Loneliness. Anger. Hate. All of these things have been said to be inside the mind of Cho Seung-Hui, the 23-year-old South Korean native who slaughtered 32 innocent people at Virginia Tech then turned his weapon on himself.
A package received by NBC today contained a written work and video of a killer preparing for his â€œproject.â€ All day long, speculation has raced through all of the major news talk programs, from Sean Hannity to NBC Nightly News trying to answer the one simple question: â€œWhy?â€
He hailed from a working-class family who has immigrated to America. His parents operated a dry-cleaning business. His sister attended Princeton and currently works as a contractor in the Iraq Reconstruction Management Office, a part of the State Department. So what would make Cho fly so far off the handle?
Jealousy, lust, anger, pride, greed â€“ five of the Seven Deadly Sins can be found in his final words. He was no sloth nor was he a glutton, but he certainly personified the others. In reading some of the excerpts Cho references Mercedes, gold chains, trust funds, cognac and vodka, calling all of them â€œhedonistic needsâ€ and calling those around him, â€œbratsâ€ and â€œsnobsâ€ and railing against â€œdebaucheriesâ€. He certainly seemed angry with those around him. These certainly are not the words of one who has it all together.
Perhaps Cho was jealous because others at VT seemed, at least to him, to have more than he did. The sight of people his own age driving Mercedes Benz automobiles, wearing gold chains and heirs to trust funds must have been more than he could stand. Perhaps Cho desired to have more than he had, in terms of material possessions. With either of the first two, anger would build. The possibility of unrequited love could also incite anger. He was labeled a stalker, though no legal charges were ever filed. Lustful individuals tend to stalk the object of their affection, so having a woman refuse to reciprocate his affection could have set him off. This would certainly stoke the fires of anger. He obviously felt some level of pride. The package sent to NBC would confirm this. He wanted the world to know who he was. Murdering 32 innocent individuals on a college campus must not have been enough. Finally, the cold-blooded method of his rampage reveals his greed for power. He was in control and he knew it. He knew no one would stand to challenge him, so he had power.
The message here is clear. Choâ€™s life was wrought with evil. He wasnâ€™t a madman. The term â€œmadmanâ€ implies he was not in control of his mental faculties. Cho was in complete control. He obviously had been planning this for some time. One of the pistols he used had been purchased back in March. Both purchases were within the legal codes for buying small arms in Virginia. A madman doesnâ€™t go through this kind of planning.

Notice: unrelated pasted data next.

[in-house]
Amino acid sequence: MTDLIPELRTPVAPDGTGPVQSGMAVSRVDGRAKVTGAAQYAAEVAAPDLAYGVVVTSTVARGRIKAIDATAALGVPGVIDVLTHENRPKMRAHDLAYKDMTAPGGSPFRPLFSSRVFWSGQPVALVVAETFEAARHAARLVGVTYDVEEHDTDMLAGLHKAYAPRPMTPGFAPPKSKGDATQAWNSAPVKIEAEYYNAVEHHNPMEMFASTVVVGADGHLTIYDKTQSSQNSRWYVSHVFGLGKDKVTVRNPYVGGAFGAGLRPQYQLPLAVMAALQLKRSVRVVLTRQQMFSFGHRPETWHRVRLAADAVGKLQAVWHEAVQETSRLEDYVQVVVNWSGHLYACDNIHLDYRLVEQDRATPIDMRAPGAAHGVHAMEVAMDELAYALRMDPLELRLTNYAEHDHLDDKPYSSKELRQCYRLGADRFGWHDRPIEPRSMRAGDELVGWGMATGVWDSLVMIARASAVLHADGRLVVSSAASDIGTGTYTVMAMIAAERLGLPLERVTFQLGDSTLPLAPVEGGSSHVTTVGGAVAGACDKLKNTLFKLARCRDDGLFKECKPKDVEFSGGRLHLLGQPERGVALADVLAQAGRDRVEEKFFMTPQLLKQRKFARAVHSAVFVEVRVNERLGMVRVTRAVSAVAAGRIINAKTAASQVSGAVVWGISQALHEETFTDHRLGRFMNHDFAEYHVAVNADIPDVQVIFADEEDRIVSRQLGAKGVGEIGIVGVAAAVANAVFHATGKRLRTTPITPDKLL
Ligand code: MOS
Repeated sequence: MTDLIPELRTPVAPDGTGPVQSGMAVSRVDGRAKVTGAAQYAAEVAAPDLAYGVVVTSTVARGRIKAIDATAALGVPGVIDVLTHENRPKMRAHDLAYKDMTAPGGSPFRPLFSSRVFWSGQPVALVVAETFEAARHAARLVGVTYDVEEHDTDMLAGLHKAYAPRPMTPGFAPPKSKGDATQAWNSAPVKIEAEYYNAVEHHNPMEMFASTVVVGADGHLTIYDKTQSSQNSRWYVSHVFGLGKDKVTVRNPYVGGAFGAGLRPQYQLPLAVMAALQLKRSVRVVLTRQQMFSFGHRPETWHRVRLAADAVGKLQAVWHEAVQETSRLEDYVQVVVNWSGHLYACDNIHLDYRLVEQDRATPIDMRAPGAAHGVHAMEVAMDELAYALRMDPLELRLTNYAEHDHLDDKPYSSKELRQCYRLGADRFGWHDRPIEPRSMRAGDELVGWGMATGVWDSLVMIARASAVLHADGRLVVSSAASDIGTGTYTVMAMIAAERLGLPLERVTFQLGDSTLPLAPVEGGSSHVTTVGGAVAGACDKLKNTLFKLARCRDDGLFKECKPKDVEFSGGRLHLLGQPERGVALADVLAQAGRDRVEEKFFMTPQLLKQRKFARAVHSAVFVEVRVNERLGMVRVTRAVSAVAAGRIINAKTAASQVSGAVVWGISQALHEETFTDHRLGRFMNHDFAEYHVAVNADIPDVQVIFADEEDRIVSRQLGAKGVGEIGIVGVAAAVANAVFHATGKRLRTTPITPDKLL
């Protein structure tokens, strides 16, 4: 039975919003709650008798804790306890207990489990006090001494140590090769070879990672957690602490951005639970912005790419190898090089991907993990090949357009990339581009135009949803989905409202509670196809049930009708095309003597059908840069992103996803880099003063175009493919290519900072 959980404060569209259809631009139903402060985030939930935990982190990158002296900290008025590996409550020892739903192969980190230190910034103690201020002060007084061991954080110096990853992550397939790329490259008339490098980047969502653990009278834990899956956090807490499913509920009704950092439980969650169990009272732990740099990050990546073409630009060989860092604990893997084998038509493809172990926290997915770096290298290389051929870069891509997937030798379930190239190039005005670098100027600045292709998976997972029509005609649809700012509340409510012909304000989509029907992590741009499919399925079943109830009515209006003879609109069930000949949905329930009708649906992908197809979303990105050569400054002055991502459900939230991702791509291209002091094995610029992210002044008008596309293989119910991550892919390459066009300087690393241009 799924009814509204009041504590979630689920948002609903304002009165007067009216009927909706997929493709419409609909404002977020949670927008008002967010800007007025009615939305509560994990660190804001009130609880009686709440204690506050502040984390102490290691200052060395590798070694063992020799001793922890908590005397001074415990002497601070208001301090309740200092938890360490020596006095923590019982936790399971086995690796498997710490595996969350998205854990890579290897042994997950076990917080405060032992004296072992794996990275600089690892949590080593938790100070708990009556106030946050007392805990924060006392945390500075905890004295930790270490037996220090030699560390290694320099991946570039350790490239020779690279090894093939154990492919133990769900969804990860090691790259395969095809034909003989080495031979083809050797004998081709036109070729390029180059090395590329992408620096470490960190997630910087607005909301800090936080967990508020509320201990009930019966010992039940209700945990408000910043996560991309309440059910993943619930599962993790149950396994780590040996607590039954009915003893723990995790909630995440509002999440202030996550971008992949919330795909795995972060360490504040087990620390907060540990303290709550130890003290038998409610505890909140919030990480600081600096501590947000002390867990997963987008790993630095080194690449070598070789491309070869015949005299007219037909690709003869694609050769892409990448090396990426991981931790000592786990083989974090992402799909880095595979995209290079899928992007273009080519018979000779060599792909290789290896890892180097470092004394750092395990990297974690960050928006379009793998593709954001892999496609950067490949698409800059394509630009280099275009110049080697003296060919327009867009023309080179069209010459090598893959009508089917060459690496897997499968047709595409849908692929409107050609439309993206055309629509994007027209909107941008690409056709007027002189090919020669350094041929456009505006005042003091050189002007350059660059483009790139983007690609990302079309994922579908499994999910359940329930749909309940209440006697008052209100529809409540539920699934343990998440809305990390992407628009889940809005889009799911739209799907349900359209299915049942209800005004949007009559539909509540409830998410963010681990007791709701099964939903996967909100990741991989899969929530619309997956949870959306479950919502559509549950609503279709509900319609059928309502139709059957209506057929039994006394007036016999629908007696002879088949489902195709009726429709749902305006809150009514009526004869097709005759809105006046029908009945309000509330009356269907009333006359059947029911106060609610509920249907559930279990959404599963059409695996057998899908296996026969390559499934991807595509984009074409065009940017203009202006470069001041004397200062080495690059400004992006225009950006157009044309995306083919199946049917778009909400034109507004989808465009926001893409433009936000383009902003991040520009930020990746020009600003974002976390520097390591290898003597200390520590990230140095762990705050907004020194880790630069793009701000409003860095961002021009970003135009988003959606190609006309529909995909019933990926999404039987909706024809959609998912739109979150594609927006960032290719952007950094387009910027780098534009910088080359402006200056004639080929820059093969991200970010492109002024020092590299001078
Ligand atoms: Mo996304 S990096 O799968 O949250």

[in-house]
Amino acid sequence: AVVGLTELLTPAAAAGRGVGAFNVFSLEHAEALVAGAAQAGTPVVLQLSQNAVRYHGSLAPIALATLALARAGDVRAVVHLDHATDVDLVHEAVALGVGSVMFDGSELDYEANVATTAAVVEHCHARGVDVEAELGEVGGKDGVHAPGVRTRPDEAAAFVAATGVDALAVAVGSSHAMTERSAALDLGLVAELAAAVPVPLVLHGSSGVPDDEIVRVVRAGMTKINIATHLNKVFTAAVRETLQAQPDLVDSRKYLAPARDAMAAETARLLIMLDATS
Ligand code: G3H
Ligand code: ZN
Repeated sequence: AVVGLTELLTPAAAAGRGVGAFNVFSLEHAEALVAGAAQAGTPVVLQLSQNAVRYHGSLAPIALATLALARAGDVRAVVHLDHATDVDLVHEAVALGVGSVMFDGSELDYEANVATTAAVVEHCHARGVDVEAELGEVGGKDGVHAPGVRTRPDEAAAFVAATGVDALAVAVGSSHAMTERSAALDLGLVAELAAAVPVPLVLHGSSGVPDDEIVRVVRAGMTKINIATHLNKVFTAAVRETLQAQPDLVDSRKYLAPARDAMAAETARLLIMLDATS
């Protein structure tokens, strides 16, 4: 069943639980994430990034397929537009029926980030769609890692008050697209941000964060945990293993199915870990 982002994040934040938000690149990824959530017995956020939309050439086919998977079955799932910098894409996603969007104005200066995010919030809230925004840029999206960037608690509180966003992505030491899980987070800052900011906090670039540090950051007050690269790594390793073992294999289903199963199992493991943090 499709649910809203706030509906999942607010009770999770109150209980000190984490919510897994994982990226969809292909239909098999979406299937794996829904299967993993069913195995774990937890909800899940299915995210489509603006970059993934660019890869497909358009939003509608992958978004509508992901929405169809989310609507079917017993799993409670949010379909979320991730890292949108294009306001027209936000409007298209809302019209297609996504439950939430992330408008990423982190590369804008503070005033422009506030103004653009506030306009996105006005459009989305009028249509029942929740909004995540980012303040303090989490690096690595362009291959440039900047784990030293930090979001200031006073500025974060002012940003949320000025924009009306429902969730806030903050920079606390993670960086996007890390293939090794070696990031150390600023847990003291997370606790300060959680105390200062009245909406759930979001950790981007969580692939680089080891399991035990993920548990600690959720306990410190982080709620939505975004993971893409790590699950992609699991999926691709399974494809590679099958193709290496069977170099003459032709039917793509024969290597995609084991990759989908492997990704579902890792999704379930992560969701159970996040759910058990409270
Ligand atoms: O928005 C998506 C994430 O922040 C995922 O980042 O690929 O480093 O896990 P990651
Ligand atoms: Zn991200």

In order for the families of the victims to have closure, Cho needs to be labeled for exactly what he was: an agent of evil. The families need to deal with the fact that evil murdered their loved ones. Proper passage through the grieving process requires that they and the rest of the world accept that on Monday, people were murdered by evil. Saying that Cho was mentally unstable absolves him of his responsibility for his actions. â€œOh, you canâ€™t be angry at him, he was mentally unstable.â€ This is of little comfort to those who lost family members. The families have the right to be angry. They have the right to want to see Cho rot in Hell. They have the right to go through all of the stages of grief so that they can come to terms with what has happened. Then, and only then, can they finally let go. Denying evil for what it was denies the families their rights to grieve.
It is with great hope for the comfort of the families that this article is written. None of them may ever read it, but hope that they can see evil for what it is, call it by its proper name and then move on is the purpose of this article. What Cho did was evil. Does that make him evil? What do you think?
WORLD - AN EDGE IN MY VOICE
Copyright © 2010 D. E. Carson
Inside The Mind of A Murderer
Copyright © 2010 D. E. Carson
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